DURHAM, N.H. -- The University of New Hampshire has received a $25,000 gift
from Chevron to support its environmental education program, Forest Watch.
Forest Watch uses a combination of traditional biology and space-based methods to study human impacts on vegetation health, most notably white pine trees, in New England. It monitors the impact of ground-level ozone or smog on white pine, and is being used by K-12 teachers in more than 150 schools throughout the region.
"Environmental education of young people is the way we can protect our earth for the future," says Chevron spokesperson Lucinda Jackson. "Forest Watch not only tells young people about environmental impact, but actually shows it to them and lets them learn hands-on. It is our hope that this active awareness will lead to all of us taking better care of our planet now and in the generations to come."
The Forest Watch program, developed by Barry Rock, professor of natural resources at the Institute for the Study of Earth, Oceans and Space at UNH, has been funded by the National Science Foundation and NASA's Space Grant program.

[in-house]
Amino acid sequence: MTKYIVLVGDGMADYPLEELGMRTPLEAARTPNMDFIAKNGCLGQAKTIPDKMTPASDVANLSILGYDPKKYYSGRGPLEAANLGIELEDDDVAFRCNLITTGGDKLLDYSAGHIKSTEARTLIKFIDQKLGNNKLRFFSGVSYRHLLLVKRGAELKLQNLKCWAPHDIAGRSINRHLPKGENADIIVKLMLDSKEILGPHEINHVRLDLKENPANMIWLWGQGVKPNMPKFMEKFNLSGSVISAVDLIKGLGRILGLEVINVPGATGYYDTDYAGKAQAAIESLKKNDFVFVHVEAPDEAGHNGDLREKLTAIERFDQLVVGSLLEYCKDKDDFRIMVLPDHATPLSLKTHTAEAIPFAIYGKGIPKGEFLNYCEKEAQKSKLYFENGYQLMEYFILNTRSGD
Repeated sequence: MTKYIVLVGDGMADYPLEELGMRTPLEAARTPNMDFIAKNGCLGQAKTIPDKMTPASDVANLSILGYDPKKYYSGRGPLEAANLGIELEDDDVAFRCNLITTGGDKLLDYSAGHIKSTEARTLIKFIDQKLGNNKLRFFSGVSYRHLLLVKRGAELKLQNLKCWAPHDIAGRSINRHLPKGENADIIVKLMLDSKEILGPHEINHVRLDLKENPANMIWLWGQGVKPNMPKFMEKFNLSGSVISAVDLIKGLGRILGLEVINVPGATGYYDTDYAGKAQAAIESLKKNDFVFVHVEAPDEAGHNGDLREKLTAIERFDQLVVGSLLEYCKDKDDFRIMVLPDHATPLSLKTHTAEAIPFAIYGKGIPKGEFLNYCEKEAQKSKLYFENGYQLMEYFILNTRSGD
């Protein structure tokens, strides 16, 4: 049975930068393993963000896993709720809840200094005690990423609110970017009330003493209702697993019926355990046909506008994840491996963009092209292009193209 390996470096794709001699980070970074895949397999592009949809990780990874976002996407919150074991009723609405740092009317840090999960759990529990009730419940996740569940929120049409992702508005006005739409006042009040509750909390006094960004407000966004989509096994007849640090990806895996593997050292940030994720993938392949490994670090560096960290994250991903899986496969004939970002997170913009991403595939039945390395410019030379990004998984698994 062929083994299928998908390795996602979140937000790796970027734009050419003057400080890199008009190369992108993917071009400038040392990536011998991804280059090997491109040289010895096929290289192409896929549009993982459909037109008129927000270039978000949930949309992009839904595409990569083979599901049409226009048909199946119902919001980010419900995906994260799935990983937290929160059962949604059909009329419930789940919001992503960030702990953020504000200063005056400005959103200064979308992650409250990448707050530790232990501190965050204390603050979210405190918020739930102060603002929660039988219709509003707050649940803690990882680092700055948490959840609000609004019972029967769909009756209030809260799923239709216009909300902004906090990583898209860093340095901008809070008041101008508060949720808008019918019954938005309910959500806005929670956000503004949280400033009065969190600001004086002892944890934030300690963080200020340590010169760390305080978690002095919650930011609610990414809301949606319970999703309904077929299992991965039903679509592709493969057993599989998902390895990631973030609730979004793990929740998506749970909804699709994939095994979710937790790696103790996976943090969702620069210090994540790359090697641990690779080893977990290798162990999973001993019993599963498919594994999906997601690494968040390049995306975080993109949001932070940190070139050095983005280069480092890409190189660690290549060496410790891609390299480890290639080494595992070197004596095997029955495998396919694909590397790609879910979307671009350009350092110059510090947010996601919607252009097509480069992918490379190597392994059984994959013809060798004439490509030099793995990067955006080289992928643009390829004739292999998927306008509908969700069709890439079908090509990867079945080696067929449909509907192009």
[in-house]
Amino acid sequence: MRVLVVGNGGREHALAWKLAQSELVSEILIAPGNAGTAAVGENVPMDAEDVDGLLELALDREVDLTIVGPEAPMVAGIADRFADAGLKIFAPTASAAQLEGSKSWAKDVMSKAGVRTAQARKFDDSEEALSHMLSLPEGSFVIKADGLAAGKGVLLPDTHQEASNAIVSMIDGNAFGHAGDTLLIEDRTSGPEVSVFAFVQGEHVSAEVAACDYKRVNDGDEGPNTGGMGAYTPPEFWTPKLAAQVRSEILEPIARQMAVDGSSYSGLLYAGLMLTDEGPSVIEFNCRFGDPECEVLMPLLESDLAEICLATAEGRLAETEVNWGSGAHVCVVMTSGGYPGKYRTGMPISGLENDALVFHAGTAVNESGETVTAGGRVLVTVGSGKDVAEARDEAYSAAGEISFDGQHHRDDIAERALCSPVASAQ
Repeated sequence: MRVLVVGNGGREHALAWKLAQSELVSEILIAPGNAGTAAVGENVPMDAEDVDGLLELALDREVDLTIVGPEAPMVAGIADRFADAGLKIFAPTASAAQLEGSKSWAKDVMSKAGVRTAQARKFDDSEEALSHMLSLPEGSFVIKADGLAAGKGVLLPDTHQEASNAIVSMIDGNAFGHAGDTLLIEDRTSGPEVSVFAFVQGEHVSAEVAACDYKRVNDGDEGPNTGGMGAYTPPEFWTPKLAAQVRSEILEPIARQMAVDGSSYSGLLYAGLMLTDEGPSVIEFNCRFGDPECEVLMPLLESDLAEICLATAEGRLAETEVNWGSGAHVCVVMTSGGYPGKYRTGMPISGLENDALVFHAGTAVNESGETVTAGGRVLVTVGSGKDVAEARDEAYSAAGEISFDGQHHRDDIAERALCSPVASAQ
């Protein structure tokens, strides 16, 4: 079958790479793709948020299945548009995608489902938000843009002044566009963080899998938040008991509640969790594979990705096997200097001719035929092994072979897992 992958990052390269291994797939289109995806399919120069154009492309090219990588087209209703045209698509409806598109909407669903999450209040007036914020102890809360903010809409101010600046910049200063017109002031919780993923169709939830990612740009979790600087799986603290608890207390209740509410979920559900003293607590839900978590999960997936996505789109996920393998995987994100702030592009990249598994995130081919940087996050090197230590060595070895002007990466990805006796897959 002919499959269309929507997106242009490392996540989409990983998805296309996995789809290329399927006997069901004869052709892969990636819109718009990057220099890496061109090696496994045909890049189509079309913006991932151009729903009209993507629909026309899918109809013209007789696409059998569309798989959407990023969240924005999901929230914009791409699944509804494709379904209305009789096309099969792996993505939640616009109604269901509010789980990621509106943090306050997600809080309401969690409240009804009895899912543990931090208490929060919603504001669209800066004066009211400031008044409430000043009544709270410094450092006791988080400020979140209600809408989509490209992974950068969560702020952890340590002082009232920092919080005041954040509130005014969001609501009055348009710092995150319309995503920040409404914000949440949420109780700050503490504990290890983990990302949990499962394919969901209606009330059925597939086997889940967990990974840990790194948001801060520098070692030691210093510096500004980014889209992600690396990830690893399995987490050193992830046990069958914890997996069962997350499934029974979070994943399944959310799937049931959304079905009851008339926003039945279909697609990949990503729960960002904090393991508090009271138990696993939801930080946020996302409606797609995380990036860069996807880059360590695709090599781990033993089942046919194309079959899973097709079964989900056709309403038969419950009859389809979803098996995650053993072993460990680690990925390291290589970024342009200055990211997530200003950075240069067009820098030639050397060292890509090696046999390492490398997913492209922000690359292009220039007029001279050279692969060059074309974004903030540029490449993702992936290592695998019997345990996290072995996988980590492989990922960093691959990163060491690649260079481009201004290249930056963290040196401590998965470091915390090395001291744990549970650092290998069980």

"Not only are the students learning about environmental issues and the impacts of poor air quality on living systems such as white pine, they are also using space-age technology and current environmental monitoring techniques to do so," says Rock.
According to Rock, Chevron was particularly interested in supporting Forest Watch because of its focus on forest health monitoring using remote sensing, a tool that helps scientists do a better job with "big picture" environmental management.
"With this tool we can get regional, detailed data to make people aware of the impact on the environment, assess that impact, and then take the next steps to do something about it," says Jackson. "Forest Watch is a wonderful example of putting this concept into action."
Chevron is an international company providing energy and chemical products and services throughout the world. Its core values include "a commitment to protecting the safety and health of people and the environment."
By Sharon Keeler
UNH News Bureau